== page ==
Martin Truex is enjoying the spotlight
FIRED UP — No one is happier to be at Kentucky Speedway this weekend than Martin Truex Jr., who on Sunday broke a 218-race winless streak with a dominating victory on the Sonoma Raceway road course.
“At the end of the day, this sport is all about performance, it's all about winning,” Truex said Friday at Kentucky, where he was 24th-fastest in Happy Hour. “That's what everybody talks about and that's what everybody wants to talk about — who's winning, who's going to win next, who needs to win more.”
Truex is glad to have attention paid to what his team accomplished.
“This is the toughest sport in the world and the guys that are really good win a lot,” he said. “ We haven't won enough so hopefully we'll win some more. That (popularity with the media) will go away if we don't win again in a couple weeks. Right now it's a hot topic and we're damn happy to be a hot topic right now.”
Likewise, Carl Edwards is second in points and is coming off a strong third-place run at Sonoma. Edwards said Friday that he enjoys the 1.5-mile Kentucky Speedway where all three of NASCAR’s top series are racing this week.
Asked by SPEED’s Ray Dunlap how different Kentucky is from some of the other 1.5-mile tracks, Edwards said, “It’s very different and it’s different for some good reasons. It’s really bumpy, it’s got a lot of character and the two turns are very different. …. Turn 3 is a really flat corner with tons of bumps and picks up into huge banking off of Turn 4. Turns 1 and 2 are really bumpy. And I think that’s neat. The tires fall off, too. As you run, they get slower. All those things make for good racing.”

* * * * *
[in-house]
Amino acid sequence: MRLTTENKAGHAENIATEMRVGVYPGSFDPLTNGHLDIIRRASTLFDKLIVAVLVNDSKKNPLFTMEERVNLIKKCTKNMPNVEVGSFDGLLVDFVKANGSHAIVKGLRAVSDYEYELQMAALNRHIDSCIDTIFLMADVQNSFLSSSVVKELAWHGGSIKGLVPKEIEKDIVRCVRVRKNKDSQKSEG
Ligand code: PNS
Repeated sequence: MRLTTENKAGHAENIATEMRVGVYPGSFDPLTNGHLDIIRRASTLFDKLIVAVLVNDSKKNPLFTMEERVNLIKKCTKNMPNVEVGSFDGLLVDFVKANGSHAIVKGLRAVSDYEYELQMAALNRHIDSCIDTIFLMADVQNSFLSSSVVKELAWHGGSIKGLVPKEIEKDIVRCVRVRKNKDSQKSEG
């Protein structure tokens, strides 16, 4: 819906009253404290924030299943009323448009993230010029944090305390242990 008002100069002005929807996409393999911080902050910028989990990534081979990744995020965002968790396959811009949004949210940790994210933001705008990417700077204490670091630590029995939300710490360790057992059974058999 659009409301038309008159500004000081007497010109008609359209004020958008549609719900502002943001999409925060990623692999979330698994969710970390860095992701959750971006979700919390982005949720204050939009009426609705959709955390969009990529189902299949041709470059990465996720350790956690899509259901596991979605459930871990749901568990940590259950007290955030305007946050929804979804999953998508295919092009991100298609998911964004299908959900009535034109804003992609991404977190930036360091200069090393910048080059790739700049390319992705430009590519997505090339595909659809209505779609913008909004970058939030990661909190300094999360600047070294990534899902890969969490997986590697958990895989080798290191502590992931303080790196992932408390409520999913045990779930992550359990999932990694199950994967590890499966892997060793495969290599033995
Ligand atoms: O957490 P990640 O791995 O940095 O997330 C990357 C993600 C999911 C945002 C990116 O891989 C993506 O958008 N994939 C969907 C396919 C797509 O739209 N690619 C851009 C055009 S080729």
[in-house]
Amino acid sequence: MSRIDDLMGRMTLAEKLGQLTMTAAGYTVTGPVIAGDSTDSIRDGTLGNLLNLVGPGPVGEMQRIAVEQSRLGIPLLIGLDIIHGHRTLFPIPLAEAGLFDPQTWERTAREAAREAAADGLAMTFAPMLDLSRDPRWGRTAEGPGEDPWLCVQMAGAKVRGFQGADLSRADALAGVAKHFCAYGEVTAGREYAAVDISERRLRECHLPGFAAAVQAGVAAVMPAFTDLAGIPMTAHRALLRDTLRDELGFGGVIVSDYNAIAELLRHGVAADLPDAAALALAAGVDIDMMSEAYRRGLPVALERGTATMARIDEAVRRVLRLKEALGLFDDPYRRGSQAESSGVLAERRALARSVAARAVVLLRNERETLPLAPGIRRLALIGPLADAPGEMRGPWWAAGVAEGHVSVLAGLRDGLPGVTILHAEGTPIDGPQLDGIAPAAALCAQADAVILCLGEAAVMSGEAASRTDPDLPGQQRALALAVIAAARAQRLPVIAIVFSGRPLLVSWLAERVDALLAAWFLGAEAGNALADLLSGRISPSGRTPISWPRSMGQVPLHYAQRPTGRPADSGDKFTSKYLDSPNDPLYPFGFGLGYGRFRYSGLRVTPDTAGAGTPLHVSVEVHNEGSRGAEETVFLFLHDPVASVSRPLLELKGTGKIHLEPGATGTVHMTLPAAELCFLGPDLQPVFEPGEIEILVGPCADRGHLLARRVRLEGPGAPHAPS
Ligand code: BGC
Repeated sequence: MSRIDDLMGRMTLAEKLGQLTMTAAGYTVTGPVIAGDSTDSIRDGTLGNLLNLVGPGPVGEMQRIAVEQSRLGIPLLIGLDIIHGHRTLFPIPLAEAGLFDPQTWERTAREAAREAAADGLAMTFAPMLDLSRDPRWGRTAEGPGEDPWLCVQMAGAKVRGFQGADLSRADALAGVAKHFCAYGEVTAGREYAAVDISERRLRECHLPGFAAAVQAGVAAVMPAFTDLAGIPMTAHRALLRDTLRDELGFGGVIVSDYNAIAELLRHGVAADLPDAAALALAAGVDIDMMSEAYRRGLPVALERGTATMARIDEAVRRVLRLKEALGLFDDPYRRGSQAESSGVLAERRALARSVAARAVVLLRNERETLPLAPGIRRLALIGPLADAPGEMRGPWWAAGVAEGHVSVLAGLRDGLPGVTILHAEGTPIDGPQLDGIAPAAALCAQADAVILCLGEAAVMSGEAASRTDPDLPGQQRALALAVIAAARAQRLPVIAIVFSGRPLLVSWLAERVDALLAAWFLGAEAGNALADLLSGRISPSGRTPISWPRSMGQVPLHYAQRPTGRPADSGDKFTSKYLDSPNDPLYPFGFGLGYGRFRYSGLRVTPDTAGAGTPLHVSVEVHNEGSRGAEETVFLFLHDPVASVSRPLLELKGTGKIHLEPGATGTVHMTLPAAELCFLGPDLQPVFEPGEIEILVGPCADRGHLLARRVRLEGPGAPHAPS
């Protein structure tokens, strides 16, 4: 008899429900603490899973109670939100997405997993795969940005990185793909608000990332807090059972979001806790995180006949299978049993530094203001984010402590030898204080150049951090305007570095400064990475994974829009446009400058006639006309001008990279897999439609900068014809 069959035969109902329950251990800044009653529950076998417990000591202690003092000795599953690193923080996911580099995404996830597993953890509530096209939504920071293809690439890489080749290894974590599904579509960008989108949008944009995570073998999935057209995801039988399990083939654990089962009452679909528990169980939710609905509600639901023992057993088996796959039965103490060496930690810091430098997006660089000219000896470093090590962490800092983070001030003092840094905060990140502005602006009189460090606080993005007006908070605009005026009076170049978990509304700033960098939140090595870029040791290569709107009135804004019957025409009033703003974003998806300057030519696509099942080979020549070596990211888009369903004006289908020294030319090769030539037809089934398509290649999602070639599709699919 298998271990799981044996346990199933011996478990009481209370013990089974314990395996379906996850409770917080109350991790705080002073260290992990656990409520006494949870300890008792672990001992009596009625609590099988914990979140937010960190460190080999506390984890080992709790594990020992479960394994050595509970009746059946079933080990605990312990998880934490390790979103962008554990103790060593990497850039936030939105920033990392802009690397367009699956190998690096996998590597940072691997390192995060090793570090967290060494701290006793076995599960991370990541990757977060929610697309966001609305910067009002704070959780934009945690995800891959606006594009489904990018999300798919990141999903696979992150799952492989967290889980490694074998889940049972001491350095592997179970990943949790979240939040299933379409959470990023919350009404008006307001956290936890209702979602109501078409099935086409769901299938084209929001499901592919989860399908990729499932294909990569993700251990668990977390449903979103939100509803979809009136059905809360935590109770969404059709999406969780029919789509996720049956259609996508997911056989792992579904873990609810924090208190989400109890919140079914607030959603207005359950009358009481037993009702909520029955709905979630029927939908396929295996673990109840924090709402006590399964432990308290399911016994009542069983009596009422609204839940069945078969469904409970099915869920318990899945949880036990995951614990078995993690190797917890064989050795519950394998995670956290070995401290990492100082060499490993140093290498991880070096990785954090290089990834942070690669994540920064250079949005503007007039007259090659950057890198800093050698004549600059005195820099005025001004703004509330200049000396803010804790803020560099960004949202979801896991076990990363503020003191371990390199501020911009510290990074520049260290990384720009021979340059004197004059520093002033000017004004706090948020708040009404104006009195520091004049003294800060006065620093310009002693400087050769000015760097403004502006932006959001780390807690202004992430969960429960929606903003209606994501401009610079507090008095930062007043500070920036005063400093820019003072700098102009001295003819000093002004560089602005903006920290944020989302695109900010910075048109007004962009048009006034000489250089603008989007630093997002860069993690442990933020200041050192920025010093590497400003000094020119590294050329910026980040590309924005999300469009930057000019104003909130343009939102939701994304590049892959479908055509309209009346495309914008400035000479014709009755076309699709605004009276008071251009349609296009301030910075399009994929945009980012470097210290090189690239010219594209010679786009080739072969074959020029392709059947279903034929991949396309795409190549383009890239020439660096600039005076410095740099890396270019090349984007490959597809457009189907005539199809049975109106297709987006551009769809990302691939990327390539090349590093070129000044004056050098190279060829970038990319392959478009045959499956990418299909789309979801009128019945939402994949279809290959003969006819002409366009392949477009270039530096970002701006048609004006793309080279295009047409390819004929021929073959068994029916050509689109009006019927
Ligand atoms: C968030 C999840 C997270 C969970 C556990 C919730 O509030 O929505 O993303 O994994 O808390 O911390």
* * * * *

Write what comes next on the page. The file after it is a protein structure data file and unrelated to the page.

In the opening round of practice Friday, Edwards was 18th on the speed charts. But in the final Happy Hour round, Edwards jumped up all the way to second.
GETTING TESTY — Kevin Harvick and the No. 29 Richard Childress Racing Chevrolet team tested at Kentucky Speedway earlier this year. But not by Harvick’s choice.
“Honestly, I haven’t even been asked where to test,” Harvick said Friday morning at Kentucky Speedway. “Let me rephrase that. I’ve been asked where to test, but never really been in the meetings as to how those conclusions have been come up with. We all kind of put in a hat as to where we want to test, and the crew chiefs and management decide where they want to go from there. You get asked, and hopefully the decisions are made from a group of common denominators I guess you could say of the tracks that were picked. The crew chiefs and management make those final decisions.”
As for his preference, Harvick laughed. “I would rather not test anywhere to be honest with you.”
HAIL MARY — When it comes to drivers expected to contend for a championship, no one is in a bigger hole than Denny Hamlin, who up until now has made the Chase for the Sprint Cup in each season he’s raced full time.
Hamlin is 83 points out of 20th place with 10 races left in NASCAR’s Sprint Cup regular season. To make the Chase, Hamlin will have to get in the top 20 points and – in all probability – win at least two and probably three of the next 10 races. The odds of success are very remote.
There are two reasons for Hamlin’s struggles: He missed four races with a broken vertebra, and in the seven races since he returned, he finished 23rd once and 30th or worse three times.
ALLISON IS GRAND — During his NASCAR Hall of Fame career, Bobby Allison won the Daytona 500 three times, the July Daytona NASCAR Sprint Cup race three times and a total of 16 races at the venerable superspeedway.
On July 5 at DIS, Allison will serve as Grand Marshal for the Subway Firecracker 250 Powered By Coca-Cola NASCAR Nationwide Series race. He will give the starting command to the 40-car field that will do battle in the 100-lap, 250-mile race.